Informally dubbed “The One That Made a Hackneyed Sci-Fi Fetish Go Mainstream,” this episode of Friends couldn’t have played more into the hands of teen boys in 1996 than if Mira Sorvino was spotted in a Barbarella outfit. In it, Ross confesses his Slave Leia crush to his GGG girlfriend Rachel, who happily fulfills the fantasy. And as truly unsettling as it is to see a sexually charged David Schwimmer, it’s always nice when a primetime sitcom shows a couple explore something new in the bedroom.


8. Kristen Wiig as Boushh, Paul

Everett Collection/Universal Pictures

Everett Collection/Universal Pictures

Anyone could order a Vader helmet off Amazon or braid their hair into danishes to qualify as a Star Wars cosplayer, but it takes a real fan to craft the costume of a Lucasfilm deep cut like Boushh. Briefly seen at the end of the Simon Pegg-Nick Frost comedy Paul, Kristen Wiig is wearing the same bounty hunter disguise that Leia donned to infiltrate Jabba’s palace and rescue Han in Return of the Jedi. It’s the kind of obscure and esoteric reference that earns a rare nod of respect at a comic convention.


7. The Point Place, Wisconsin Gang, That ’70s Show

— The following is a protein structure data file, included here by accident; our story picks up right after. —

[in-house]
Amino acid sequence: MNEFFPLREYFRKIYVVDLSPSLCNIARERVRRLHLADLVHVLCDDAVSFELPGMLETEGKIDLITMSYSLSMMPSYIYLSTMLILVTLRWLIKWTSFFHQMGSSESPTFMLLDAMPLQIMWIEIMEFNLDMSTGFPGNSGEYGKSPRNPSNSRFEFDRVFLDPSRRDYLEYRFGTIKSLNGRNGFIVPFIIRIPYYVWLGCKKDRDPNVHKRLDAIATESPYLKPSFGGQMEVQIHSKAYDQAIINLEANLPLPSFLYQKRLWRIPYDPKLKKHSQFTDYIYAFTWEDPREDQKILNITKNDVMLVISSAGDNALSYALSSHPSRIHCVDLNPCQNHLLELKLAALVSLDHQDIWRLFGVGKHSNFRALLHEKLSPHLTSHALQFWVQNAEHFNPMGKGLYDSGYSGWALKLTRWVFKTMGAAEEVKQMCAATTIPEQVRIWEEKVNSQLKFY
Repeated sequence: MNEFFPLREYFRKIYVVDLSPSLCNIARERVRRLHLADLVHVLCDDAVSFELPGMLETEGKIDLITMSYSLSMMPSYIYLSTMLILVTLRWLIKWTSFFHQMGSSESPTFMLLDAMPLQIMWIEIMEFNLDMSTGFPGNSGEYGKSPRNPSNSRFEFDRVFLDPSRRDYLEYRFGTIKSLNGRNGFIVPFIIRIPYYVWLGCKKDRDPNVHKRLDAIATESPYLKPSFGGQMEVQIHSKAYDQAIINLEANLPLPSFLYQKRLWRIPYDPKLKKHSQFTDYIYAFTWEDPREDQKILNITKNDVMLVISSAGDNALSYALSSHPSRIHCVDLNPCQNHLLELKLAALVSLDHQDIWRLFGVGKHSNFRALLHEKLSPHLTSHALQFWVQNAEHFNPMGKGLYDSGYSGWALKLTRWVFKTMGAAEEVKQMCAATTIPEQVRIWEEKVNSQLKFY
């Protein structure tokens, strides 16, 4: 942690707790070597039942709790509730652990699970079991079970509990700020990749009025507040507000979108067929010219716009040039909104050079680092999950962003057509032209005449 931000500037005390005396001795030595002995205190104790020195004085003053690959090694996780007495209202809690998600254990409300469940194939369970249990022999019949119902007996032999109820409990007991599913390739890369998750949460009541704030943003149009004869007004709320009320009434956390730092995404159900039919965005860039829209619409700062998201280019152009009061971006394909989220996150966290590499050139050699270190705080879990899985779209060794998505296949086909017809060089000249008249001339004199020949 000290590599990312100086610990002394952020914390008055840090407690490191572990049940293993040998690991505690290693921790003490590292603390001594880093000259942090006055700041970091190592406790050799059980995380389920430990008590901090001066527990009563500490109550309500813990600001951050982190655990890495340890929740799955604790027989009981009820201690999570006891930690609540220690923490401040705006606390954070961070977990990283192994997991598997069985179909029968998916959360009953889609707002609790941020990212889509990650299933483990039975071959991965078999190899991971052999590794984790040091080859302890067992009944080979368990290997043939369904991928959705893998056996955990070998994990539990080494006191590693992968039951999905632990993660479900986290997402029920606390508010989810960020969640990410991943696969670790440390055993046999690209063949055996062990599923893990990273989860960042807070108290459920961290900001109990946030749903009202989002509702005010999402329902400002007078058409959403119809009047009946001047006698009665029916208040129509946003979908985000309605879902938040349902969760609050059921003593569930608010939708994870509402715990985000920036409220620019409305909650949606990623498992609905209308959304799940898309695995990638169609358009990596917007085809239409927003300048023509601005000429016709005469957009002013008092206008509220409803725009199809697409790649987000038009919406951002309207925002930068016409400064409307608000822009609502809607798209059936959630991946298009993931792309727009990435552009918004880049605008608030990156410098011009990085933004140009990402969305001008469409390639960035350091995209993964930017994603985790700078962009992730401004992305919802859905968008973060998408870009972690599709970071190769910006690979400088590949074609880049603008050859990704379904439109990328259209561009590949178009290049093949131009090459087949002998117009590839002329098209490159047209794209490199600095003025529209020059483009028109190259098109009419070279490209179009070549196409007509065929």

Carsey-Werner

Carsey-Werner

Like any geeky kid during the late ’70s, Eric Forman (Topher Grace) was obsessed with Luke, Obi-Wan and the rest. So when the gang donned costumes for a full-on fantasy sequence, it made for one of the show’s most memorable moments with Red as a Jedi master of insults.


6. Redd Foxx as Obi-Wan, Kris Kristofferson as Han Solo, Paul Lynde as Grand Moff Tarkin, Donny & Marie

Given how popular the franchise still is today, it’s hard to imagine a Star Wars parody that’s nearly four decades old. But this clip of Donnie and Marie Osmond cavorting with Redd Foxx, Kris Kristofferson, and Paul Lynde in Star Wars getups shows every one of those 40 years. Between the painful song-and-dance numbers, Lynde hamming it up, and Foxx clearly not understanding the bit, this treasure trove of so-bad-it’s-flawless kitsch should definitely replace the unbearable Star Wars Holiday Special for all future Life Day parties.